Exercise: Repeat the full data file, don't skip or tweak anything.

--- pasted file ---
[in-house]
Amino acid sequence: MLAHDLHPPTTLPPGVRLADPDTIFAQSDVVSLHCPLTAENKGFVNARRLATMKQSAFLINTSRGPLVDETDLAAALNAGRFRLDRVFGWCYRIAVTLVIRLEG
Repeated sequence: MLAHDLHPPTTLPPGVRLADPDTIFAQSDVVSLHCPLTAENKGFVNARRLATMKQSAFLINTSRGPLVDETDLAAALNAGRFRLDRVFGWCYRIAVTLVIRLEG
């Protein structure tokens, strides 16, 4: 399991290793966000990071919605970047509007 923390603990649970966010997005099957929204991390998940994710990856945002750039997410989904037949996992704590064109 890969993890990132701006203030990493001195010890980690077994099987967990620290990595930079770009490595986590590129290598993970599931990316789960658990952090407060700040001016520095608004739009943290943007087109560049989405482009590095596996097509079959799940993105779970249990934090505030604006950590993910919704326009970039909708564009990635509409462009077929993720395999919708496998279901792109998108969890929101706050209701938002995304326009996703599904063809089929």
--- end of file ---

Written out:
[in-house]
Amino acid sequence: MLAHDLHPPTTLPPGVRLADPDTIFAQSDVVSLHCPLTAENKGFVNARRLATMKQSAFLINTSRGPLVDETDLAAALNAGRFRLDRVFGWCYRIAVTLVIRLEG
Repeated sequence: MLAHDLHPPTTLPPGVRLADPDTIFAQSDVVSLHCPLTAENKGFVNARRLATMKQSAFLINTSRGPLVDETDLAAALNAGRFRLDRVFGWCYRIAVTLVIRLEG
């Protein structure tokens, strides 16, 4: 399991290793966000990071919605970047509007 923390603990649970966010997005099957929204991390998940994710990856945002750039997410989904037949996992704590064109 890969993890990132701006203030990493001195010890980690077994099987967990620290990595930079770009490595986590590129290598993970599931990316789960658990952090407060700040001016520095608004739009943290943007087109560049989405482009590095596996097509079959799940993105779970249990934090505030604006950590993910919704326009970039909708564009990635509409462009077929993720395999919708496998279901792109998108969890929101706050209701938002995304326009996703599904063809089929």